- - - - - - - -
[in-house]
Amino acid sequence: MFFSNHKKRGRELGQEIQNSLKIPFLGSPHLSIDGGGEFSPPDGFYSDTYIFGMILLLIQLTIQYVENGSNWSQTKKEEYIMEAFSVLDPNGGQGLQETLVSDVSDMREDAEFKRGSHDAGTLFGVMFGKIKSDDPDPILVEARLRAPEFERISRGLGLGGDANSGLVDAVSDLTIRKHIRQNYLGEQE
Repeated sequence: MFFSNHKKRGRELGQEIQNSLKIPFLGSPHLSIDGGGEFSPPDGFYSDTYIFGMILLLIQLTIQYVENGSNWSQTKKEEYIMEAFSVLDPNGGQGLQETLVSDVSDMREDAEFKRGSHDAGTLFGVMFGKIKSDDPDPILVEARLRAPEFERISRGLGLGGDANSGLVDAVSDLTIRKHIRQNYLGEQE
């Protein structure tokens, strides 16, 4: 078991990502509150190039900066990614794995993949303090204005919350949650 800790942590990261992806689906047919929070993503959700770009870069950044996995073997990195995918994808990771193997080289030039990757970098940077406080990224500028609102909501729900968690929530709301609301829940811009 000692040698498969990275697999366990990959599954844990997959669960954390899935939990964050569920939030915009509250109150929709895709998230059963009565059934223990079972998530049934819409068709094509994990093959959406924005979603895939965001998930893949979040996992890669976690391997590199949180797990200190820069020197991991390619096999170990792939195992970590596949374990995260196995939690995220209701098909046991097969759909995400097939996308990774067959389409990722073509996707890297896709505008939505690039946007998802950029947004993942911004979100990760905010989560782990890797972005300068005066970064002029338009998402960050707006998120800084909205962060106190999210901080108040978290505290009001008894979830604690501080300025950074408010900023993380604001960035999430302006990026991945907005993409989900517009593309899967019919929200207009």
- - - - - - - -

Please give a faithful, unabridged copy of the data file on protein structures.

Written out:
[in-house]
Amino acid sequence: MFFSNHKKRGRELGQEIQNSLKIPFLGSPHLSIDGGGEFSPPDGFYSDTYIFGMILLLIQLTIQYVENGSNWSQTKKEEYIMEAFSVLDPNGGQGLQETLVSDVSDMREDAEFKRGSHDAGTLFGVMFGKIKSDDPDPILVEARLRAPEFERISRGLGLGGDANSGLVDAVSDLTIRKHIRQNYLGEQE
Repeated sequence: MFFSNHKKRGRELGQEIQNSLKIPFLGSPHLSIDGGGEFSPPDGFYSDTYIFGMILLLIQLTIQYVENGSNWSQTKKEEYIMEAFSVLDPNGGQGLQETLVSDVSDMREDAEFKRGSHDAGTLFGVMFGKIKSDDPDPILVEARLRAPEFERISRGLGLGGDANSGLVDAVSDLTIRKHIRQNYLGEQE
């Protein structure tokens, strides 16, 4: 078991990502509150190039900066990614794995993949303090204005919350949650 800790942590990261992806689906047919929070993503959700770009870069950044996995073997990195995918994808990771193997080289030039990757970098940077406080990224500028609102909501729900968690929530709301609301829940811009 000692040698498969990275697999366990990959599954844990997959669960954390899935939990964050569920939030915009509250109150929709895709998230059963009565059934223990079972998530049934819409068709094509994990093959959406924005979603895939965001998930893949979040996992890669976690391997590199949180797990200190820069020197991991390619096999170990792939195992970590596949374990995260196995939690995220209701098909046991097969759909995400097939996308990774067959389409990722073509996707890297896709505008939505690039946007998802950029947004993942911004979100990760905010989560782990890797972005300068005066970064002029338009998402960050707006998120800084909205962060106190999210901080108040978290505290009001008894979830604690501080300025950074408010900023993380604001960035999430302006990026991945907005993409989900517009593309899967019919929200207009």